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Method used to assign David Bingham to San Jose has a spotty record of success.

San Jose general manager John Doyle erupted with joy when he heard the Earthquakes landed California goalkeeper David Bingham.

“[He] was somebody I’ve known for a long time and I wanted,” Doyle told after Wednesday's lottery. “But when I saw where we were in the lottery, I said, ‘No chance.’”

Perhaps Doyle should have tempered his enthusiasm despite his apparent stroke of luck. The lottery system always gives clubs a chance to emerge victorious if they opt into the peculiar mechanism to vie for the available player, but the method – designed to convey a draft eligible or Generation adidas player's rights if signed after the SuperDraft – rarely indicates a likelihood of professional success.

It is, in short, a peculiar dispersal device with a rather unsettling record of underwhelming results for the players distributed by it. Although most of the players assigned by the lottery process have entered the league as touted prospects, only a few of those players have fulfilled those lofty expectations. The majority of lottery designees have either struggled to make an impact in the league or washed out completely for a variety of reasons.

As Bingham starts his first training camp with his hometown team and tries to overcome the apparent lottery hex, the Friday Five discusses a few of the notable players to enter the league in a similar fashion:

1. Gus Kartes, former Tampa Bay midfielder (2001): With all due respect to the pioneering Mario Longo, Kartes' return from Greece in 2001 marked the first lottery to garner true interest since the concept first appeared in 2000. Kartes signed a lucrative, long-term deal with Olympiakos as a teenager, but he never blossomed into a first-team regular with the Greek giants. Colorado won his rights in a lottery after he signed a pact with MLS upon returning to the United States, but the Rapids immediately shipped the Tarpon Springs, Fla. native to his hometown club. Kartes made 16 ineffectual appearances for the Mutiny in 2001 before washing out of MLS when the club contracted after his one and only season in the league.

2. D.J. Countess, former Metrostars, Dallas, Chicago and Real Salt Lake goalkeeper (2001): The highly touted U.S. youth international started his career after the Metrostars – the luckiest franchise in the history of the lottery with four players assigned to the club between 2002 and 2006 – won his rights in August 2001. Countess spent two of his five MLS seasons as a regular starter with Dallas (2003) and Real Salt Lake (2005), but he never established himself among the league's upper echelon of goalkeepers. After making 54 appearances during his four-and-a-half years in MLS, he departed after the 2005 season after his contract expired and spent the next three years under contract in Sweden, Chile and Argentina.

3. Danny Szetela, former Columbus and D.C. United midfielder (2004): The 17-year-old U.S. youth international spurned interest from Everton and Manchester City to sign with MLS in July 2004. Despite repeatedly expressing his wishes to play for his hometown Metrostars, Szetela landed in Columbus in a nationally-televised lottery to distribute his rights, and remained there when the two clubs couldn't reach an agreement on a possible trade. Szetela appeared in 34 matches with the Crew over three seasons before departing MLS to join Racing Santander in August 2007 after a fine display at the U-20 World Cup. The move to Spain and a subsequent loan deal with Brescia in Italy failed to pan out and Szetela returned to MLS with D.C. United in 2009. A mixture of attitude concerns and injury problems contributed to the currently unattached Szetela's departure from the Black-and-Red in March 2010.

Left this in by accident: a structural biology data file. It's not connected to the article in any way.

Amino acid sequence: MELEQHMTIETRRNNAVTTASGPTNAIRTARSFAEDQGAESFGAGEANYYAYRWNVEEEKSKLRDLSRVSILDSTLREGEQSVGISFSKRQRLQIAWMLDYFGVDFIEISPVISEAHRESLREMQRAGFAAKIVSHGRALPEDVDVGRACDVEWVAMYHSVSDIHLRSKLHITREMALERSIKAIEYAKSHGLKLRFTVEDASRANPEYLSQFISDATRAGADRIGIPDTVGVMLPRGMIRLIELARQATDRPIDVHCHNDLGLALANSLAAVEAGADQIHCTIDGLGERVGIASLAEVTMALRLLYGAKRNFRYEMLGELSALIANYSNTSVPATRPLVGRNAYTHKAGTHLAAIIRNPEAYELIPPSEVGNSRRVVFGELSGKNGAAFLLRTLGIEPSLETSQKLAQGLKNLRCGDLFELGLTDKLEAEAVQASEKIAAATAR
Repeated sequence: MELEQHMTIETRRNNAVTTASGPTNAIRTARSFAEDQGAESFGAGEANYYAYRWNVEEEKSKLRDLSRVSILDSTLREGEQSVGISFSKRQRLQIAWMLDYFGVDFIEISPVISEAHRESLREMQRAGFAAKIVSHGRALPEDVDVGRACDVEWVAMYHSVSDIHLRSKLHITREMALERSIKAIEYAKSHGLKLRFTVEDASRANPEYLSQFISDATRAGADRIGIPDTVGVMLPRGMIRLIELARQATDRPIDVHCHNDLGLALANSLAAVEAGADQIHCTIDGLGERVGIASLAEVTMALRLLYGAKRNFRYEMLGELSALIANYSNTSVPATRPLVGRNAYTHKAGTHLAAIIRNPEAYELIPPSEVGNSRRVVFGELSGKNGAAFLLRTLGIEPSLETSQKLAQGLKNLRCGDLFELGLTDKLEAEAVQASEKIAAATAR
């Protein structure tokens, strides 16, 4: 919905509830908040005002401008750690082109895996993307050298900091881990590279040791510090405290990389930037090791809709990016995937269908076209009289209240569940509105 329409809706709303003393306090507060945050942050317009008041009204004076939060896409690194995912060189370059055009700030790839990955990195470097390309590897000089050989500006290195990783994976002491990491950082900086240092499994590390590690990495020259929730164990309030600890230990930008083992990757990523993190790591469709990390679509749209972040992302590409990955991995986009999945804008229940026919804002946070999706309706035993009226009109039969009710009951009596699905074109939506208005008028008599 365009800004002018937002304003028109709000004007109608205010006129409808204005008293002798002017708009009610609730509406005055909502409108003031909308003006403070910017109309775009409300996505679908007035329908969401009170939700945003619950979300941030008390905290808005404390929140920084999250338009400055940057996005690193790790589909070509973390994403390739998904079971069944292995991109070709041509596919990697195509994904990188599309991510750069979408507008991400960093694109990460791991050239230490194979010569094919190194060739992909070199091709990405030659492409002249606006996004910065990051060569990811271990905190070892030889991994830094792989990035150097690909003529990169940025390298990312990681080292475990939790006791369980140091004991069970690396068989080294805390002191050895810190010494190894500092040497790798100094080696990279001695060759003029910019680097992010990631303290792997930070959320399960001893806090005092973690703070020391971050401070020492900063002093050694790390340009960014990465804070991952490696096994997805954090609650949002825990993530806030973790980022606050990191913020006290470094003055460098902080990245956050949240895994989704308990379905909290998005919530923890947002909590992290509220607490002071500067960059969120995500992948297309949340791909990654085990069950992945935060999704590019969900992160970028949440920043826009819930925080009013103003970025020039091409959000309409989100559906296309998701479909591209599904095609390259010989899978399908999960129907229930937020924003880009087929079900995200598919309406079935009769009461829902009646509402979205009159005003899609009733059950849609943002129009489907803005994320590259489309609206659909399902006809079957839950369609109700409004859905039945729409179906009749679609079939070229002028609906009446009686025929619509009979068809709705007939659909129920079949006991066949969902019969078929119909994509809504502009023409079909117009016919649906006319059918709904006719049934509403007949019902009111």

4. Robbie Rogers, Columbus midfielder (2007): No lottery player has approached the level of success attained by the former Heerenveen winger. Rogers left the Dutch Eredivisie to join MLS in March 2007 and linked up with the Crew in time to appear in 10 matches and feature in the U-20 World Cup for the United States during his first season. After finding his footing during his debut campaign, Rogers rose to prominence by earning a spot in the MLS Best XI and playing an important role in Columbus' run to MLS Cup glory in 2008. Rogers did not hit those lofty heights domestically in the following two seasons, but he increased his profile internationally by narrowly missing out on a berth on the U.S. World Cup roster and racking up 13 caps by the end of 2010.

5. Luis Gil, Real Salt Lake (2010): Naturally creative midfielders remain a scarce breed in the United States, but the early stages of Gil's career inspire hope that he may one day join that narrow class. The gifted 17-year-old distinguished himself with the U.S. U-17 squad and signed a Generation Adidas deal in March 2010 after spurning interest from Arsenal. Kansas City won his rights in the ensuing lottery, but the Wizards promptly shipped his rights to Real Salt Lake, one of his two preferred destinations. Gil spent time on loan with now-defunct AC St. Louis (U.S.S.F. Division II) last season, but he only played in one CONCACAF Champions League match with RSL during his rookie season. With the Claret-and-Cobalt's considerable squad depth, Gil will have plenty of time to develop before feeling any pressure to feature regularly in the first team.

Kyle McCarthy writes the Monday MLS Breakdown and frequently writes opinion pieces during the week for He also covers the New England Revolution for the Boston Herald and Contact him with your questions or comments at and follow him on Twitter by clicking here.

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